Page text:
Leisure and hospitality gain ground as 2022 opens in hiring boom

Better than expected economic performance signals coming interest rate hike

National /
Feb.February 04, 2022 05:00 PM
(iStock)

(iStock)

The leisure and hospitality industry added 151,000 jobs in January, accounting for nearly a third of all positions added to the U.S. economy, according to government figures released Friday.

The robust performance abated fears that the Omicron variant would keep people from returning to the labor market and substantially dent economic activity.

A strong January follows a strong 2021, when job growth averaged 555,000 hirings each month, a total that now reflects recent upward revisions. The job market is “even stronger than we thought,” said Mike Fratantoni, chief economist for the Mortgage Bankers Association, in a statement.

Restaurants and bars added 108,000 positions while hotels and lodging added 23,000, although both sectors remain hobbled by the pandemic.

Some 2.9 million fewer people work in the U.S. compared to before the pandemic, with the leisure and hospitality industry accounting for 62 percent of that gap, or 1.8 million workers. Last week, a 42-story luxury hotel in Times Square once valued at $2.4 billion sold at auction as part of a foreclosure process less than three years after it opened.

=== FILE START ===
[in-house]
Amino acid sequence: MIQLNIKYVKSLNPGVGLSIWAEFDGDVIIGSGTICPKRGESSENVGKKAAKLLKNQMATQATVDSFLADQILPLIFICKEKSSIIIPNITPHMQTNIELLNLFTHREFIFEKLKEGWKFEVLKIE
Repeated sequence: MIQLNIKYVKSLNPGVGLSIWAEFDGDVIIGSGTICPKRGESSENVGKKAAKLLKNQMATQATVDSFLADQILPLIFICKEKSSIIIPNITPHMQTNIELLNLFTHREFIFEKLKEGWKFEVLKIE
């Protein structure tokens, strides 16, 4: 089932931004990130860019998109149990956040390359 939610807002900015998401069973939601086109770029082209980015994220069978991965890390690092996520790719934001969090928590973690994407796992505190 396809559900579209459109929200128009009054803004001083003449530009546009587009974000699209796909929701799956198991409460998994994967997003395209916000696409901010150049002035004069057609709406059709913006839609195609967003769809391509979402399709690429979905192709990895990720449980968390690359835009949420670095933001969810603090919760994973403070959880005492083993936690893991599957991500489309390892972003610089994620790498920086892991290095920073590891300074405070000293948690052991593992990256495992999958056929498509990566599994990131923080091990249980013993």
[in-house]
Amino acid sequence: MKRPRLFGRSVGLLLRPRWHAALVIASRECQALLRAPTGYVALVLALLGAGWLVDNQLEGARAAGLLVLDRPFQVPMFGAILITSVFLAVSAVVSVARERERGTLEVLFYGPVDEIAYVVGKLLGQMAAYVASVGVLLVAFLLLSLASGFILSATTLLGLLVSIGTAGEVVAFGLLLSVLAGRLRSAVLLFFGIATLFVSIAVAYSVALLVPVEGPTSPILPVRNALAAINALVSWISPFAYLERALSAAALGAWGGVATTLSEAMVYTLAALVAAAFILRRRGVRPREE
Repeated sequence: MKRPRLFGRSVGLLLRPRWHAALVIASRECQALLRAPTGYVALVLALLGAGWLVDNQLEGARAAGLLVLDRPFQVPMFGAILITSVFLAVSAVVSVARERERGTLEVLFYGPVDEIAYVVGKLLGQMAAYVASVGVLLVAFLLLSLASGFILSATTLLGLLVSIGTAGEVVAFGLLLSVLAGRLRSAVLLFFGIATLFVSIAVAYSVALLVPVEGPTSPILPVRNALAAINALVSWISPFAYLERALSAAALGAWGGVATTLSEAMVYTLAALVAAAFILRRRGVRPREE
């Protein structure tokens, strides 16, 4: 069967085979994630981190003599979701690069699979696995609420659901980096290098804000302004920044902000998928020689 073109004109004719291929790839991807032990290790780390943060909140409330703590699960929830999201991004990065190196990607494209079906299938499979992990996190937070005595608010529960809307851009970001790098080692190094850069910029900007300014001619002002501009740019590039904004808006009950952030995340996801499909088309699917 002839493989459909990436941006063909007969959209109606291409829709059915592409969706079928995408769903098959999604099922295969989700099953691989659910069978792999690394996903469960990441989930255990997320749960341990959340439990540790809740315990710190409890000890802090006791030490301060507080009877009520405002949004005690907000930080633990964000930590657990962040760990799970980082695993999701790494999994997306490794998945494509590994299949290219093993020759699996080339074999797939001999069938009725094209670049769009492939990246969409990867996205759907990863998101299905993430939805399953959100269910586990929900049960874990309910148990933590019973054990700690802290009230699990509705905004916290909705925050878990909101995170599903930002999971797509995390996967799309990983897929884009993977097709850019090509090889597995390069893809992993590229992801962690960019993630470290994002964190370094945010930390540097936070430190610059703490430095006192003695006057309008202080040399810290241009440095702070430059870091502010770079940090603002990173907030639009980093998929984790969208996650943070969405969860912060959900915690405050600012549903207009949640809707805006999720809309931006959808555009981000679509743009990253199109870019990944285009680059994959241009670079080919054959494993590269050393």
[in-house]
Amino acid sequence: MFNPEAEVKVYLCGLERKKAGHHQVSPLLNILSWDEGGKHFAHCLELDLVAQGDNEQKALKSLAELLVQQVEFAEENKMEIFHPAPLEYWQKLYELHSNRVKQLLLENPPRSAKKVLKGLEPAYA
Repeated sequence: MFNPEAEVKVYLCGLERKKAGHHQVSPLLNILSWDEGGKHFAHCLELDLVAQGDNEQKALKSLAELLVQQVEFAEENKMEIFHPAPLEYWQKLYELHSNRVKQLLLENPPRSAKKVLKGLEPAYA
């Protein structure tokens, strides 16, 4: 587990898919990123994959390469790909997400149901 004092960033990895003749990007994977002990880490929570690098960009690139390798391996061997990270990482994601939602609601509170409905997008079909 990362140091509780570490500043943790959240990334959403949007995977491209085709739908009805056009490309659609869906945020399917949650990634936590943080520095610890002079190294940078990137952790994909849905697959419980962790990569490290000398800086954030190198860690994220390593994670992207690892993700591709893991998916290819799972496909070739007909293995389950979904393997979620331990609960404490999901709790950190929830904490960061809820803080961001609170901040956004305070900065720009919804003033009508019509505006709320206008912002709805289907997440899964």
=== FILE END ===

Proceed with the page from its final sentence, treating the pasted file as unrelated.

Other industries of consequence to real estate have gained ground.

Retailers hired 61,000 people last month. Total employment in construction fell, but more workers were brought on for residential construction. The warehousing and storage industry, a Covid star, now employs 410,000 more people than it did prior to the pandemic.

Hourly earnings rose last month for an annual increase of 5.7 percent, while consumer prices rose an estimated 7 percent during 2021, “meaning that workers’ purchasing power remains crimped,” said Fratantoni.

With the unemployment rate still at a low 4 percent, the Federal Reserve is poised to raise interest rates in March, making borrowing less affordable. The economy would likely grow at a slower rate as a result, cooling inflation.





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